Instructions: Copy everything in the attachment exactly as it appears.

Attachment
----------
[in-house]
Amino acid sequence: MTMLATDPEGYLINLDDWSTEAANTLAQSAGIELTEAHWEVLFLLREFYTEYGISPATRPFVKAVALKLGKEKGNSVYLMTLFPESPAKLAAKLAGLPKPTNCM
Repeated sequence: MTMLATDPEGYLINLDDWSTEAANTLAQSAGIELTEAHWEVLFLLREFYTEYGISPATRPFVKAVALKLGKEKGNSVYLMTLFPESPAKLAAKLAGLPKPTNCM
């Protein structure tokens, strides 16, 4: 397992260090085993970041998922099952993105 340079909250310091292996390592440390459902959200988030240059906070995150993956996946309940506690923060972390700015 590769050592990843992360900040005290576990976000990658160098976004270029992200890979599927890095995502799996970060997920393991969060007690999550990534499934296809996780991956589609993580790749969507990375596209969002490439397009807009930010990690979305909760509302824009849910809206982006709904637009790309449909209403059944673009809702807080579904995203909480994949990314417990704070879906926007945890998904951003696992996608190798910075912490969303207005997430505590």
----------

[in-house]
Amino acid sequence: MTMLATDPEGYLINLDDWSTEAANTLAQSAGIELTEAHWEVLFLLREFYTEYGISPATRPFVKAVALKLGKEKGNSVYLMTLFPESPAKLAAKLAGLPKPTNCM
Repeated sequence: MTMLATDPEGYLINLDDWSTEAANTLAQSAGIELTEAHWEVLFLLREFYTEYGISPATRPFVKAVALKLGKEKGNSVYLMTLFPESPAKLAAKLAGLPKPTNCM
């Protein structure tokens, strides 16, 4: 397992260090085993970041998922099952993105 340079909250310091292996390592440390459902959200988030240059906070995150993956996946309940506690923060972390700015 590769050592990843992360900040005290576990976000990658160098976004270029992200890979599927890095995502799996970060997920393991969060007690999550990534499934296809996780991956589609993580790749969507990375596209969002490439397009807009930010990690979305909760509302824009849910809206982006709904637009790309449909209403059944673009809702807080579904995203909480994949990314417990704070879906926007945890998904951003696992996608190798910075912490969303207005997430505590």